How to write cracking case studies

Case studies: a narrative tool that is content gold for you and your suppliers

When we finish up a web development project, we often ask clients if we can use them as a case study. Case studies are essentially the story of what the client needed from us; what we did; and the results the client got.

Why put case studies on your website?

Case study narratives show future clients that real people – like them – and organisations – like theirs – have successfully used our web development services. It shows in real, human terms the sorts of problems and pains we can solve, and the sorts of improvements we can make.

We can also use case studies to reflect on our own processes and to learn more about the benefits we bring to our customers. We sometimes find that case studies articulate a pain point and its solution in a way that is new to us.

Case studies also show off our successes, and let potential customers know about our web development work in and around Sevenoaks. They also show that clients were pleased enough with the way we worked together that they are happy to shout about it!

So, what makes a good case study subject?

The best case studies should be about your ideal client. As we’ve mentioned, case studies help potential customers align themselves with your product or service. So, if you want to attract a particular kind of customer, describe your work with others in the same group.

A good case study is generally about a successful project. It’s easy to write with enthusiasm and passion about a project that went well. This is less so with a project that was trouble from the start. But even less successful projects have something to teach us and it may be worth going through the case study process to see if you can learn anything from the project narrative.

Content Marketing Institute has some ideas for getting past the various barriers to getting clients to participate in a case study.

What does a well-written case study look like?

A well-written case study looks a lot like any well-written content. It should be:

  • organised (use headings, as these help readers who like to skim)
  • formatted (use bold, italic, bullet lists)
  • coherent
  • properly spelled and grammatically expressed.

You should also write it with search engine optimisation (SEO) in mind, so think about the questions your potential customers will be asking and try to answer them within the text.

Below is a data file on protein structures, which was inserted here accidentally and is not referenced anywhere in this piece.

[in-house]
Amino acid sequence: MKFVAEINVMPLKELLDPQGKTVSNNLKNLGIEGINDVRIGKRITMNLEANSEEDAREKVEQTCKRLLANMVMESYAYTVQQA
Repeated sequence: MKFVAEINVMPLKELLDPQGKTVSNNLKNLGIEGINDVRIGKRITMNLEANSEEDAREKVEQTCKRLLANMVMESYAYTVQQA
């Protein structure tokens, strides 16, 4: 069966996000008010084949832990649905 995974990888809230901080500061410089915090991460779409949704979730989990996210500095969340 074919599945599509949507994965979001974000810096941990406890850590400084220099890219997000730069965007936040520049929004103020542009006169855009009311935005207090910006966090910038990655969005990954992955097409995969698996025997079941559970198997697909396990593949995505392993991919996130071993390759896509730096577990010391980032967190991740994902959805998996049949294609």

It will save you a lot of time in future if you put together a case study template. It might look like this:

About the client

This would be 100 words describing the client, followed by a brief account of what they wanted.

The solution

Describe your strategy, the work you did and the solution you gave the client. This section can be longer, up to 200 words.

The results

A direct quote from your client brings the case study to live and increases its authority and authenticity. It’s also great if you can give some numbers here – for example, ‘The client increased sales by 20% as a result of our work’. Don’t forget to ask the client for a mugshot, too, as faces help with engagement.

Say yes to case studies

The benefits of case studies go both ways. When your suppliers ask you to quickly fill in a form about the work they’ve done for you, it’s worth taking the time to do it. And you can save a bit of effort by using your standard organisational description and by having a decent mugshot ready.

Agreeing to a case study is a relatively easy way to reward great service. And the supplier will almost certainly backlink to your website, too. Those reciprocal links are valuable if you rely on organic search results. Learn more in our blogpost about backlinks.

There’s the optics to think of, too. If you appear in a case study, it signals to other organisations that you are easy to work with, so that projects involving you go smoothly and are satisfying to all involved.

Want to know more?

Take a quick look at Eonic’s client case studies and see how they make you feel about our services. If you like what you see, can you replicate that on your own site?